By Nina Koo-Seen-Lin.
Forget about Olympic gold. Everyone’s going for green these days. Vegetarianism has grown in popularity in recent years, aided, in part, by a huge celebrity following, as this video demonstrates (apologies for the naff music).
Everyone from Buddha to The Beatles ditched meat and opted for fruit and veg instead. Some celebrities became very active in promoting vegetarianism (have you downloaded Paul McCartney’s Meat Free Monday song yet?).
Celebrities become vegetarians for different reasons: a young Christian Bale read Charlotte's Web and since then has said no to a platter of pork and all things with a face. Gwyneth Paltrow opted for vegetarianism for a healthier lifestyle (it does add to her alternative health and yoga-loving lifestyle doesn’t it). Morrissey refused to play a gig because he was appalled by the smell from a nearby barbecue.
I am a meat eater. I tried to give it up in my teens. I failed after three days when it dawned on me that if I opted for this lifestyle I would never be able to order a 1/4 duck with crispy pancakes. However, I have decided to make my Mondays meat free and as I live and work in London I’ve hunted around for the best veggie restaurants. I’ve discovered a lot of them have a celebrity cult following. Well, if it’s good enough for the media mob it’s good enough for me.
Tibits, 12-14 Heddon Street, Mayfair, London, W1B 4DA
Nearest tube: Piccadilly Circus
My personal favourite vegetarian restaurant in London (pictured above) happens to be a regular haunt for the Regent Street rich and famished famous. It’s low lit but the interior is still bright and vibrant on account of the large windows. With the philosophy of using fresh seasonal ingredients of the highest quality so the food you love actually loves you back, Tibits will help all those eating there to feel virtuous. Perhaps this is why the likes of Frank Skinner, Uri Geller, Ellen Page and Dame Kelly Holmes have been spotted there.
The restaurant’s buffet boat has 40 dishes to choose from ranging from quinoa salads, falafel to vegetable quiches and risotto. The quirky twist is how to pay. The food is sold by weight and priced accordingly. My guest and I enjoyed everything about Tibits, from the warm staff, to the pleasant atmosphere and flavoursome food. No celeb spotting on that occasion but Made in Chelsea’s Mark Francis was lounging in the evening sun just round the corner.
Mildred’s, 45 Lexington Street, Soho, London, Greater London W1F 9AN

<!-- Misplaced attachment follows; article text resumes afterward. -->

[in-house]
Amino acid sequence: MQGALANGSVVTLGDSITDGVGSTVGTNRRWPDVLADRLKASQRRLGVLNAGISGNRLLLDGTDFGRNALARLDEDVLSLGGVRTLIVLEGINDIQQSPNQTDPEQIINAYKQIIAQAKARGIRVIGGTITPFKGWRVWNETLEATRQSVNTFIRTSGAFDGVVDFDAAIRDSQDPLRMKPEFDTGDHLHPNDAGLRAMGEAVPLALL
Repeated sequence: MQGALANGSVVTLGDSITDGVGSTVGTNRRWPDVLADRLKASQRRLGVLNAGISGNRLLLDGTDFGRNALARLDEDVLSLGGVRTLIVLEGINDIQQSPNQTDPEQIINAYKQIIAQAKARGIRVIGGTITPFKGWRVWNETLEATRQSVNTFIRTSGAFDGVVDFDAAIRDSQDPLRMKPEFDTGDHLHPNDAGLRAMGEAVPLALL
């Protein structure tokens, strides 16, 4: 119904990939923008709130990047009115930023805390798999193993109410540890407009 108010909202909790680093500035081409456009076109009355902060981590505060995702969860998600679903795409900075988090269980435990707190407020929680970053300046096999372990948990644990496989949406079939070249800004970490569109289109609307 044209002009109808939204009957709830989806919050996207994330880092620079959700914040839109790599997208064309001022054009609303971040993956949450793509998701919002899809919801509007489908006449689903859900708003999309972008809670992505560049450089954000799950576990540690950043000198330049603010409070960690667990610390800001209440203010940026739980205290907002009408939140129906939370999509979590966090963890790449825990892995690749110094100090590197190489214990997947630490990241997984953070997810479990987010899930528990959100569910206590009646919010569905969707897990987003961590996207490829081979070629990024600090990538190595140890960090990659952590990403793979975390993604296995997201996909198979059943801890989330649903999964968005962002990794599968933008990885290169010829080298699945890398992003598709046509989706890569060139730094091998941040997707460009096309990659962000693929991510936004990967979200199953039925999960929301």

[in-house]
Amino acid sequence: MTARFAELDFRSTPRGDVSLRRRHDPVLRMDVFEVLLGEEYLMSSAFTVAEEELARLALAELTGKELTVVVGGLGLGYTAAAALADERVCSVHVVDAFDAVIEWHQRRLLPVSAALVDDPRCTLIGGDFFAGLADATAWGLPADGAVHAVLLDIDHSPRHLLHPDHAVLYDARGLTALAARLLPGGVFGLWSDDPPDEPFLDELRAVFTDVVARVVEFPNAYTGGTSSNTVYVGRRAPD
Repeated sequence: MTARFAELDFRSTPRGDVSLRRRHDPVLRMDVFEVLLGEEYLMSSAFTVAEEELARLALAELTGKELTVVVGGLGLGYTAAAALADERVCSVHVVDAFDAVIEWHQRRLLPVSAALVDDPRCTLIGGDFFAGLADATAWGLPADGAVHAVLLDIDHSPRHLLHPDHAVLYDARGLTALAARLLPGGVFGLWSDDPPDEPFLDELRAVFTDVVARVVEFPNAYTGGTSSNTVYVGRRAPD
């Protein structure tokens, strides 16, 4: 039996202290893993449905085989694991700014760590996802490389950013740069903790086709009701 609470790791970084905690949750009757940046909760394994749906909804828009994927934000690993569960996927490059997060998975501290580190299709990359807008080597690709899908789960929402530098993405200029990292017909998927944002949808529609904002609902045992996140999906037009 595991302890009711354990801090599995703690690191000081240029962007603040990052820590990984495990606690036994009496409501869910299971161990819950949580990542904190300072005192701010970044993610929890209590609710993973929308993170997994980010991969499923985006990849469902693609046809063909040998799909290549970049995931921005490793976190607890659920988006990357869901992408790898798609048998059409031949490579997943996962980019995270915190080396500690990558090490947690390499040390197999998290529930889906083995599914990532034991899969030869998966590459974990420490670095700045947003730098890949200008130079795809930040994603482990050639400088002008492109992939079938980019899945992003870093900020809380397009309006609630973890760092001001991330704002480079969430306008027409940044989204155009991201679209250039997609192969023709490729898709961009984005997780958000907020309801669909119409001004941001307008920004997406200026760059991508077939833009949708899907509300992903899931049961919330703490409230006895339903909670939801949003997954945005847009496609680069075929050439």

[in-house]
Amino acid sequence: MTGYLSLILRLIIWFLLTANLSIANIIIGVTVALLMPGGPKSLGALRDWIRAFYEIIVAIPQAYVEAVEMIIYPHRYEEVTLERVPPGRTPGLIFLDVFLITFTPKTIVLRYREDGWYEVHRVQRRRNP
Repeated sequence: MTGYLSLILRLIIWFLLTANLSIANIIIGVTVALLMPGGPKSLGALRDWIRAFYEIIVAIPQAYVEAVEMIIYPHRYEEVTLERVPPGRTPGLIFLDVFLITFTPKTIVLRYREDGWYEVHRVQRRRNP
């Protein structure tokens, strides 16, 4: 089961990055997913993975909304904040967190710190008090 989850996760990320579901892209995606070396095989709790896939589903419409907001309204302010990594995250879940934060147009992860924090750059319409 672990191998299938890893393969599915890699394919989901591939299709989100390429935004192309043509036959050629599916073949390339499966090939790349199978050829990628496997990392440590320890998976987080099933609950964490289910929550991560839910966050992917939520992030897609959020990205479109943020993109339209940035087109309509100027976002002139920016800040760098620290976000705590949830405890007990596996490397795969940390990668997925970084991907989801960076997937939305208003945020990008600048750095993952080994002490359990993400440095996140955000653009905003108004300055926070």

Nearest tube: Piccadilly
This eclectic and homely restaurant (pictured above) is on the same street as Lucy in Disguise – the clothing shop owned by Mrs Lily Cooper – aka TAFKALA – aka The Artist Formerly Known As Lily Allen. It’s possible that the former singer and her celeb clientele have popped in for a lunch break. Chances are if you grab a window seat you’ll definitely spot a star or two milling about after a shopping trip on Carnaby Street, magazine shoot at Hearst publications or interview at Absolute Radio. Inventive, affordable, and popular with both omnivores and carnivores alike - everyone balks at first at the idea of a risotto cake but ends up ordering it on every visit. The only snag is it has a no booking policy and queues are inevitable, so chat to a celebrity whilst you wait!
Food for Thought, 31 Neal Street, Covent Garden, London, WC2H 9PR
Nearest tube: Covent Garden
This cupboard-sized restaurant is an institution among the London vegetarian dining world. It first opened its doors in 1974 and, unlike other vegetarian restaurants in London, has no intention of closing down! It’s mere minutes away from the dance, theatre and creative communities: nearby neighbours include Pineapple Dance Studios, the Royal Opera House and the Hospital Club (a members-only club for those in the arts and media industries and where the beautiful people hang out). The menu is like the restaurant: small but eclectic, with a variety of dishes from Spanish lentils to homemade quiches. It’s hearty and filling fare that’s exceptionally priced; £4.90 for their Thai curry and you’ll still get change from a fiver to give to one of those street performers (I’ve always had a soft spot for the mime artists). The seating can get a little cramped due to the itsy bitsy premises so you may often have to share tables. It all adds to the cosy feel and I’m sure there’d be no complaints if you were sat next to Pineapple’s Andrew Stone or Hospital Club member Jude law if they ever happened to pop in for a quick veggie bite, which I’m sure they must have done at some point.
Image courtesy of Flickr user jeckman and stusmith_UK.